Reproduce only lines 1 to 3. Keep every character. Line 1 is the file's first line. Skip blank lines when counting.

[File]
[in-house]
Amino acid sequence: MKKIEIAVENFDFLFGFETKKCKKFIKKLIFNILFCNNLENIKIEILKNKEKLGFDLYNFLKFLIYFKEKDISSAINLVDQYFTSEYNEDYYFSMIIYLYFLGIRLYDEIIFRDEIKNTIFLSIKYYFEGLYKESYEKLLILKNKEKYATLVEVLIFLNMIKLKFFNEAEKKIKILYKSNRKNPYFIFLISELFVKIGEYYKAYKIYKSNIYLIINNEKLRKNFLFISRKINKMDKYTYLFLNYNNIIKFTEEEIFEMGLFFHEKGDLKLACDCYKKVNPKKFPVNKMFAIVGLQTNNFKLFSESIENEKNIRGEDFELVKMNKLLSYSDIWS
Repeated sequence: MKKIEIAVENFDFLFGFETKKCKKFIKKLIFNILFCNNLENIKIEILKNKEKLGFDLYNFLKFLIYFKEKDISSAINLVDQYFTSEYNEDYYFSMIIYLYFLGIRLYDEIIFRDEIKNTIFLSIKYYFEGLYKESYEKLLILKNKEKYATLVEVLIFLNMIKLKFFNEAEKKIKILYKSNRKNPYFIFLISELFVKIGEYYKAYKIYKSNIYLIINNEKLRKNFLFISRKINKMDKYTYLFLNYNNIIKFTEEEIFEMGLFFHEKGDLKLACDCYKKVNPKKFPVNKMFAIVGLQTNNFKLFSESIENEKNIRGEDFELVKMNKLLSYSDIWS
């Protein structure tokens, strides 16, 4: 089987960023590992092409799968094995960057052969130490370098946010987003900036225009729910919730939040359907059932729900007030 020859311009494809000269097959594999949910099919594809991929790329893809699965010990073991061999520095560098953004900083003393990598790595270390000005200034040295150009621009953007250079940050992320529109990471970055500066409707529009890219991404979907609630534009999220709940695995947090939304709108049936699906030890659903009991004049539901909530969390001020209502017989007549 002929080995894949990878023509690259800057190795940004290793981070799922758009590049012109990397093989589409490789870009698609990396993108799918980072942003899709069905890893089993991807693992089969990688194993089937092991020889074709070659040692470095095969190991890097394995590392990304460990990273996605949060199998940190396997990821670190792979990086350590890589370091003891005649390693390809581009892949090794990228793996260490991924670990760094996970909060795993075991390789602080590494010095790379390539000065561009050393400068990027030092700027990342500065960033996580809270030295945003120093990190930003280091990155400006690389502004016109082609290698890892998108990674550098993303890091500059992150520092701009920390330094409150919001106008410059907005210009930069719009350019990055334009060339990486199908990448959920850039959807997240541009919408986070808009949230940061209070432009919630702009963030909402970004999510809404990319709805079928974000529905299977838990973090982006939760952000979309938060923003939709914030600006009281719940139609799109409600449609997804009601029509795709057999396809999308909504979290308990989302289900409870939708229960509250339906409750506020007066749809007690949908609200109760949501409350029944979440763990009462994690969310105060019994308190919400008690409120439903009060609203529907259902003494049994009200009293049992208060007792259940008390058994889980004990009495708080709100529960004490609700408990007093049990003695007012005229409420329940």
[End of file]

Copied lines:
[in-house]
Amino acid sequence: MKKIEIAVENFDFLFGFETKKCKKFIKKLIFNILFCNNLENIKIEILKNKEKLGFDLYNFLKFLIYFKEKDISSAINLVDQYFTSEYNEDYYFSMIIYLYFLGIRLYDEIIFRDEIKNTIFLSIKYYFEGLYKESYEKLLILKNKEKYATLVEVLIFLNMIKLKFFNEAEKKIKILYKSNRKNPYFIFLISELFVKIGEYYKAYKIYKSNIYLIINNEKLRKNFLFISRKINKMDKYTYLFLNYNNIIKFTEEEIFEMGLFFHEKGDLKLACDCYKKVNPKKFPVNKMFAIVGLQTNNFKLFSESIENEKNIRGEDFELVKMNKLLSYSDIWS
Repeated sequence: MKKIEIAVENFDFLFGFETKKCKKFIKKLIFNILFCNNLENIKIEILKNKEKLGFDLYNFLKFLIYFKEKDISSAINLVDQYFTSEYNEDYYFSMIIYLYFLGIRLYDEIIFRDEIKNTIFLSIKYYFEGLYKESYEKLLILKNKEKYATLVEVLIFLNMIKLKFFNEAEKKIKILYKSNRKNPYFIFLISELFVKIGEYYKAYKIYKSNIYLIINNEKLRKNFLFISRKINKMDKYTYLFLNYNNIIKFTEEEIFEMGLFFHEKGDLKLACDCYKKVNPKKFPVNKMFAIVGLQTNNFKLFSESIENEKNIRGEDFELVKMNKLLSYSDIWS